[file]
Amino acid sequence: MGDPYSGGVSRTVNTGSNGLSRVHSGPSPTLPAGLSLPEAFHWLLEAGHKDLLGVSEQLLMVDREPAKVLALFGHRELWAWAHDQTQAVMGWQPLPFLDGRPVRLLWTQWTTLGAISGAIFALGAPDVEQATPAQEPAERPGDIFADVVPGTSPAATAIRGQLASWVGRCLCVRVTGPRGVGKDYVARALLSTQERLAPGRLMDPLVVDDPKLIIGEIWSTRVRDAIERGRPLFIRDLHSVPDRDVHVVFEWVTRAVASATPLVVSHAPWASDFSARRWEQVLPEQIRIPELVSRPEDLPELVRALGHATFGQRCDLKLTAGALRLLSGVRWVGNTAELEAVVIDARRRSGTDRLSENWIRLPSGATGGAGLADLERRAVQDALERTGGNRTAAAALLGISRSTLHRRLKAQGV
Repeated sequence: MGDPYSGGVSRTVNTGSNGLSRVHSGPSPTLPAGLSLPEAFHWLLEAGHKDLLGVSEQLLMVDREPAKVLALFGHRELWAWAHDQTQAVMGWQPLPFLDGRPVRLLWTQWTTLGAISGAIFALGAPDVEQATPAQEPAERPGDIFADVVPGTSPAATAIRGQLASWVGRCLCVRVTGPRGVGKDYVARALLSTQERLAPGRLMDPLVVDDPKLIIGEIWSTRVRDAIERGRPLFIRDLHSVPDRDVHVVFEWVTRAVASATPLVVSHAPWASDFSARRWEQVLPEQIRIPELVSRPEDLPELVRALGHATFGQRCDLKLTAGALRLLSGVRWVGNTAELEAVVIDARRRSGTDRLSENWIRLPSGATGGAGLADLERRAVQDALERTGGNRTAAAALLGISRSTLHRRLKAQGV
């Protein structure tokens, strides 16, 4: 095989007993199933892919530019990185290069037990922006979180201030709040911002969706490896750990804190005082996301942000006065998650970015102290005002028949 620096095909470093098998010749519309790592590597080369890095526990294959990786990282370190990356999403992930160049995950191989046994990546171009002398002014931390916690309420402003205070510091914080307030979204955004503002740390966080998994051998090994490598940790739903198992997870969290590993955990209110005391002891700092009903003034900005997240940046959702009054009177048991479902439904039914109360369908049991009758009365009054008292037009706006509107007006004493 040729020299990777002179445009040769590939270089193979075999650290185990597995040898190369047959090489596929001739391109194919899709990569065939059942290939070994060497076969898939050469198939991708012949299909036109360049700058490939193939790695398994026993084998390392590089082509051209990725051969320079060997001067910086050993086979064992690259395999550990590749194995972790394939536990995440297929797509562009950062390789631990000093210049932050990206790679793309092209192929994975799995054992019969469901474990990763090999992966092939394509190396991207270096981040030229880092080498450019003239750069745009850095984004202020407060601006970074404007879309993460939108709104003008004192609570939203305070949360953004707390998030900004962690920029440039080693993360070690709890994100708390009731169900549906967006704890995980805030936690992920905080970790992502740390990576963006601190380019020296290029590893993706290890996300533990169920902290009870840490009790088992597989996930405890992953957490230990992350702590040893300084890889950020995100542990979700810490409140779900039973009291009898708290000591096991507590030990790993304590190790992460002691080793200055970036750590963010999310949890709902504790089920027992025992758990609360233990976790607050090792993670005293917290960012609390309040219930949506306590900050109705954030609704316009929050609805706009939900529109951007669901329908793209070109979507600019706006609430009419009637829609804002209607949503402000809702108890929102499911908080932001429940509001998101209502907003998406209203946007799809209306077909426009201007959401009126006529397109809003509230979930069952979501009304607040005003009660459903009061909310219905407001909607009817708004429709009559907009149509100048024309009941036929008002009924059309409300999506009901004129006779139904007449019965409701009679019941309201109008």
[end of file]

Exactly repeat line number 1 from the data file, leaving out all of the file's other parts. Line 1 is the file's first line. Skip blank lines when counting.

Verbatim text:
Amino acid sequence: MGDPYSGGVSRTVNTGSNGLSRVHSGPSPTLPAGLSLPEAFHWLLEAGHKDLLGVSEQLLMVDREPAKVLALFGHRELWAWAHDQTQAVMGWQPLPFLDGRPVRLLWTQWTTLGAISGAIFALGAPDVEQATPAQEPAERPGDIFADVVPGTSPAATAIRGQLASWVGRCLCVRVTGPRGVGKDYVARALLSTQERLAPGRLMDPLVVDDPKLIIGEIWSTRVRDAIERGRPLFIRDLHSVPDRDVHVVFEWVTRAVASATPLVVSHAPWASDFSARRWEQVLPEQIRIPELVSRPEDLPELVRALGHATFGQRCDLKLTAGALRLLSGVRWVGNTAELEAVVIDARRRSGTDRLSENWIRLPSGATGGAGLADLERRAVQDALERTGGNRTAAAALLGISRSTLHRRLKAQGV